To plug funding gaps in what would turn out to be a $1 million project, the association sold personalized paving bricks and sponsored a “read-athon” at which local authors spoke. The Friends of the St. Paul Library and St. Anthony Park Bank each made $12,500 challenge grants, which individual contributions more than matched. The City of St. Paul kicked in extra money as well.

“People really stepped up: everything from children’s allowance money to much bigger contributions,” West said.

There were a number of delays that included a change in construction contractors and the library was closed for nine months, reopening in early 2000, with a grand opening in April of that year.

St. Anthony Park library manager Tracy Baumann has worked at all three of St. Paul’s Carnegie libraries and says that all of them “have a similar basic layout and wonderful large windows. So when I came here last year, parts of the building itself felt familiar, as well as the sense of being in a space that has been an important part of the community for a long time.

“Shortly after I arrived, the library association funded a renovation of the library’s auditorium space,” she noted. “And earlier, the Weekly Weeders, an offshoot of the St. Anthony Park Garden Club, planted the amazing pollinator garden around the back of the library.”

Heading into its second century, the library is in good shape and no major projects loom, according to Bob Arndorfer, chair of the library association. The association continues to support reading programs and related activities, including a Fourth of July essay contest at St. Anthony Park Elementary School.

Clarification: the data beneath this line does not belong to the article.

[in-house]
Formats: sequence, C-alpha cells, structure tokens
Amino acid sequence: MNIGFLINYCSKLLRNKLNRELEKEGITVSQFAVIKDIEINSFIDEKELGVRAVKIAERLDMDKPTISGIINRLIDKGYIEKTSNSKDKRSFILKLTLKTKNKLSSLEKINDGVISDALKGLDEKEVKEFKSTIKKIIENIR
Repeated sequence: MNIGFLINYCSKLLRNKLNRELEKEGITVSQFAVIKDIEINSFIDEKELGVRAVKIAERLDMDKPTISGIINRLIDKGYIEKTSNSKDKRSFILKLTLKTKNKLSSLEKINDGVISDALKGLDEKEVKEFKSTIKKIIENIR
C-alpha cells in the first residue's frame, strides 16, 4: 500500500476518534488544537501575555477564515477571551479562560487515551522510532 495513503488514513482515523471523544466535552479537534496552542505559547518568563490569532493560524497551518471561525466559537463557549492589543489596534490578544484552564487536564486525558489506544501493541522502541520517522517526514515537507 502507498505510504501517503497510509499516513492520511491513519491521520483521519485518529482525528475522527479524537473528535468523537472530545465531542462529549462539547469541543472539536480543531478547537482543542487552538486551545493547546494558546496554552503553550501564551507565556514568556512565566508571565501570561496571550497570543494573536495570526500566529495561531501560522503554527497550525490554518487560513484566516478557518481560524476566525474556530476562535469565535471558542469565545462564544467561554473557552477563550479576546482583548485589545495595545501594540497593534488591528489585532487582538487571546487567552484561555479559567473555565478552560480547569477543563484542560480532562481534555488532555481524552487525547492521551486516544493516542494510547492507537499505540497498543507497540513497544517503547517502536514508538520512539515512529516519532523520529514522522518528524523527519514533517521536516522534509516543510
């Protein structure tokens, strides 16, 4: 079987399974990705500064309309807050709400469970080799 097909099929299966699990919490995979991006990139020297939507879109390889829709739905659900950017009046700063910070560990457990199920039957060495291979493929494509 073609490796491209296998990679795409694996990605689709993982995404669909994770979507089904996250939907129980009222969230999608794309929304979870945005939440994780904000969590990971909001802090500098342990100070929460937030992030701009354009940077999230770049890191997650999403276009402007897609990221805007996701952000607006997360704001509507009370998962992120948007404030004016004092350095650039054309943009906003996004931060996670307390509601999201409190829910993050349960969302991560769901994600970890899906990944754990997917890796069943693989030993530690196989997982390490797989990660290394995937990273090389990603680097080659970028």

Since 1969, the association’s major annual fundraiser has been the St. Anthony Park Arts Festival on the library lawn, to be held on Saturday, June 3, this year. Many volunteers from both within and outside the organization pitch in to help, Arndorfer said.

The library’s offerings are no longer strictly book-based, of course, but a comparison of its circulation over the years gives an idea of what a busy place it is. During 1918, its first full year of operation, its circulation was about 27,000; in 1998, it was 97,000; and last year it was 133,000, counting all types of materials that were checked out.

Yes, it’s a busy building, a place to get information, stimulation and to gather, just the sort of “spring” that a certain industrialist had in mind all those years ago.

Celebration events

A GARDEN PARTY will celebrate the 100-year anniversary of the library from 5 to 7 p.m. on Monday, July 17.

Everyone is invited to bring a picnic supper to enjoy on the library grounds, among the gardens created by community volunteers.

Activities will include a puppet show, family craft activities, a hat contest for children and adults, garden tours and a garden dedication, a story walk and history display. Participants will also be asked to share their stories of the library and the community to be included in a digital scrapbook.

In fact, an effort is already under way to collect those kinds of stories. If you have a story to share, stop by the library to find out how, or go to http://sppl.or/100.

IN THE FALL, a local artist will create a mosaic mural for the library and community members will be invited to contribute their artistic ideas during a series of sessions at the library. Dates and more specific information will be forthcoming.